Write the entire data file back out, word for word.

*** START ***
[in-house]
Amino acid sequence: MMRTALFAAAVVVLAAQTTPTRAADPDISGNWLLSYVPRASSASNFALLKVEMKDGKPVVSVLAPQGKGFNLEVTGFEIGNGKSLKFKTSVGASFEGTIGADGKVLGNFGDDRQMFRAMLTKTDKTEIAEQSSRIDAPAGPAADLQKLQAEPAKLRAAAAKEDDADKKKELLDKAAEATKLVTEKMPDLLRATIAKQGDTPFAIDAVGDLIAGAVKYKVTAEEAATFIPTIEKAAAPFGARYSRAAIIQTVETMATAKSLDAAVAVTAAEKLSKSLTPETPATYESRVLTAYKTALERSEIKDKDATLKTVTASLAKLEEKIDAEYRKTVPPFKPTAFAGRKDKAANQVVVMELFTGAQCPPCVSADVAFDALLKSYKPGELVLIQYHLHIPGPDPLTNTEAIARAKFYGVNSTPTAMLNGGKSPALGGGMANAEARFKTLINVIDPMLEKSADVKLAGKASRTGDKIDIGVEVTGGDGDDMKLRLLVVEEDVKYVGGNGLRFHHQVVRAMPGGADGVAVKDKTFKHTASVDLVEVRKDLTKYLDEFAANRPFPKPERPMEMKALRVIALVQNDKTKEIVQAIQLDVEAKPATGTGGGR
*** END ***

[in-house]
Amino acid sequence: MMRTALFAAAVVVLAAQTTPTRAADPDISGNWLLSYVPRASSASNFALLKVEMKDGKPVVSVLAPQGKGFNLEVTGFEIGNGKSLKFKTSVGASFEGTIGADGKVLGNFGDDRQMFRAMLTKTDKTEIAEQSSRIDAPAGPAADLQKLQAEPAKLRAAAAKEDDADKKKELLDKAAEATKLVTEKMPDLLRATIAKQGDTPFAIDAVGDLIAGAVKYKVTAEEAATFIPTIEKAAAPFGARYSRAAIIQTVETMATAKSLDAAVAVTAAEKLSKSLTPETPATYESRVLTAYKTALERSEIKDKDATLKTVTASLAKLEEKIDAEYRKTVPPFKPTAFAGRKDKAANQVVVMELFTGAQCPPCVSADVAFDALLKSYKPGELVLIQYHLHIPGPDPLTNTEAIARAKFYGVNSTPTAMLNGGKSPALGGGMANAEARFKTLINVIDPMLEKSADVKLAGKASRTGDKIDIGVEVTGGDGDDMKLRLLVVEEDVKYVGGNGLRFHHQVVRAMPGGADGVAVKDKTFKHTASVDLVEVRKDLTKYLDEFAANRPFPKPERPMEMKALRVIALVQNDKTKEIVQAIQLDVEAKPATGTGGGR